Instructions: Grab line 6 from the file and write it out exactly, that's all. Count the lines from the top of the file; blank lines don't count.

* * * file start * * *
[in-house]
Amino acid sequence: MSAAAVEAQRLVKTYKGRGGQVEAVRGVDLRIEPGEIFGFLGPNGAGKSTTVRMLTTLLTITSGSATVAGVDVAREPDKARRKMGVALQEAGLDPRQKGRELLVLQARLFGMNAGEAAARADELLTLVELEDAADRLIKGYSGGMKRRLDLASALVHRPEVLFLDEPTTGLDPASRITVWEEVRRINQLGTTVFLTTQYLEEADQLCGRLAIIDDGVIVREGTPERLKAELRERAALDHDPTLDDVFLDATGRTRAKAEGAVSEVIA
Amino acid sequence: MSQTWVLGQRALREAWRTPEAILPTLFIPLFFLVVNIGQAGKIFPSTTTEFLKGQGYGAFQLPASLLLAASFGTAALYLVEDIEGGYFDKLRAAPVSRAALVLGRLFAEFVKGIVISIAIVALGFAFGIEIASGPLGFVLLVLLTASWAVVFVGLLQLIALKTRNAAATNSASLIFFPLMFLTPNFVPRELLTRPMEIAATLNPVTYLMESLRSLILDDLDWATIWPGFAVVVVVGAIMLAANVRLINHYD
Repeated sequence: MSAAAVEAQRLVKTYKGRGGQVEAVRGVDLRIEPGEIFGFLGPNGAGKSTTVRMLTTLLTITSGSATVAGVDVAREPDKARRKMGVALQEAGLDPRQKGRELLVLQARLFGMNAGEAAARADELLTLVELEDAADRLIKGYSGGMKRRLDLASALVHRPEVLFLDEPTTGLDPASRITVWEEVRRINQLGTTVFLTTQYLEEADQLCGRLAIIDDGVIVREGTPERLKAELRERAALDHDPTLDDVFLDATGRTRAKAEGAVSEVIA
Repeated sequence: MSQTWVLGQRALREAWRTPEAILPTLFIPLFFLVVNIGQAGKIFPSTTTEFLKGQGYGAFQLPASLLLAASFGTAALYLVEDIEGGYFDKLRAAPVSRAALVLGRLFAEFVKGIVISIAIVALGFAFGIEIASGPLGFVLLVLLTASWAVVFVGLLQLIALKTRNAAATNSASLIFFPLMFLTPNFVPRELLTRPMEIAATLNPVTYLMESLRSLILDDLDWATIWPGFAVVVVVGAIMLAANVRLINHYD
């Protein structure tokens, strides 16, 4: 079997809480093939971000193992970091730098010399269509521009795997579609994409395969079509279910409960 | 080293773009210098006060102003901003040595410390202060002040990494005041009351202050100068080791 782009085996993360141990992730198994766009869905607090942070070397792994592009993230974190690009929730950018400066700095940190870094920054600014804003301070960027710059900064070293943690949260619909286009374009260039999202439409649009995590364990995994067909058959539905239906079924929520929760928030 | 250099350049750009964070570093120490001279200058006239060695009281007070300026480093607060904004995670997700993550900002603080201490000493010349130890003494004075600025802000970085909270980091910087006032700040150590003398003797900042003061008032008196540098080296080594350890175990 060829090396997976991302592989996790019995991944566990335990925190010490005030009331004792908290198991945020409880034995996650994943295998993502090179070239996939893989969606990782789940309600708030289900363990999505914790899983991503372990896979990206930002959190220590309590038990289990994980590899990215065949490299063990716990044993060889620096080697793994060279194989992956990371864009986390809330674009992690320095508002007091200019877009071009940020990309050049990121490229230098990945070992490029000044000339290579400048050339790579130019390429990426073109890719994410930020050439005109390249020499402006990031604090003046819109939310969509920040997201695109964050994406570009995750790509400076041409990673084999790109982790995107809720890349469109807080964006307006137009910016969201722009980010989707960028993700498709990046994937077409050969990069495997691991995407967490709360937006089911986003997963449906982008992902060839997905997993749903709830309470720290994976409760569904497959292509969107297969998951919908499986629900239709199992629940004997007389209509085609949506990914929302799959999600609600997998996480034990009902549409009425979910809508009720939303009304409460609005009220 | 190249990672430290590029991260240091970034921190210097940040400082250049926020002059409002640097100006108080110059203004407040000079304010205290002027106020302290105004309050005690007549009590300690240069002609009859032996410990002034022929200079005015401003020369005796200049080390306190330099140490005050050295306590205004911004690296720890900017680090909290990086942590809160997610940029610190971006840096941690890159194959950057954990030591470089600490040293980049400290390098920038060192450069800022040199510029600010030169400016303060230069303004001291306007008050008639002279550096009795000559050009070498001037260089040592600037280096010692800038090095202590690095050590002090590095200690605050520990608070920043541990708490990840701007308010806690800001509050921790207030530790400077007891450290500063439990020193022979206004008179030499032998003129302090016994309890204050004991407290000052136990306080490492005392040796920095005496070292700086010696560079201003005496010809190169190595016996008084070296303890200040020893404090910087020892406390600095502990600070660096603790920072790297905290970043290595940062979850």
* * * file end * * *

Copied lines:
């Protein structure tokens, strides 16, 4: 079997809480093939971000193992970091730098010399269509521009795997579609994409395969079509279910409960 | 080293773009210098006060102003901003040595410390202060002040990494005041009351202050100068080791 782009085996993360141990992730198994766009869905607090942070070397792994592009993230974190690009929730950018400066700095940190870094920054600014804003301070960027710059900064070293943690949260619909286009374009260039999202439409649009995590364990995994067909058959539905239906079924929520929760928030 | 250099350049750009964070570093120490001279200058006239060695009281007070300026480093607060904004995670997700993550900002603080201490000493010349130890003494004075600025802000970085909270980091910087006032700040150590003398003797900042003061008032008196540098080296080594350890175990 060829090396997976991302592989996790019995991944566990335990925190010490005030009331004792908290198991945020409880034995996650994943295998993502090179070239996939893989969606990782789940309600708030289900363990999505914790899983991503372990896979990206930002959190220590309590038990289990994980590899990215065949490299063990716990044993060889620096080697793994060279194989992956990371864009986390809330674009992690320095508002007091200019877009071009940020990309050049990121490229230098990945070992490029000044000339290579400048050339790579130019390429990426073109890719994410930020050439005109390249020499402006990031604090003046819109939310969509920040997201695109964050994406570009995750790509400076041409990673084999790109982790995107809720890349469109807080964006307006137009910016969201722009980010989707960028993700498709990046994937077409050969990069495997691991995407967490709360937006089911986003997963449906982008992902060839997905997993749903709830309470720290994976409760569904497959292509969107297969998951919908499986629900239709199992629940004997007389209509085609949506990914929302799959999600609600997998996480034990009902549409009425979910809508009720939303009304409460609005009220 | 190249990672430290590029991260240091970034921190210097940040400082250049926020002059409002640097100006108080110059203004407040000079304010205290002027106020302290105004309050005690007549009590300690240069002609009859032996410990002034022929200079005015401003020369005796200049080390306190330099140490005050050295306590205004911004690296720890900017680090909290990086942590809160997610940029610190971006840096941690890159194959950057954990030591470089600490040293980049400290390098920038060192450069800022040199510029600010030169400016303060230069303004001291306007008050008639002279550096009795000559050009070498001037260089040592600037280096010692800038090095202590690095050590002090590095200690605050520990608070920043541990708490990840701007308010806690800001509050921790207030530790400077007891450290500063439990020193022979206004008179030499032998003129302090016994309890204050004991407290000052136990306080490492005392040796920095005496070292700086010696560079201003005496010809190169190595016996008084070296303890200040020893404090910087020892406390600095502990600070660096603790920072790297905290970043290595940062979850």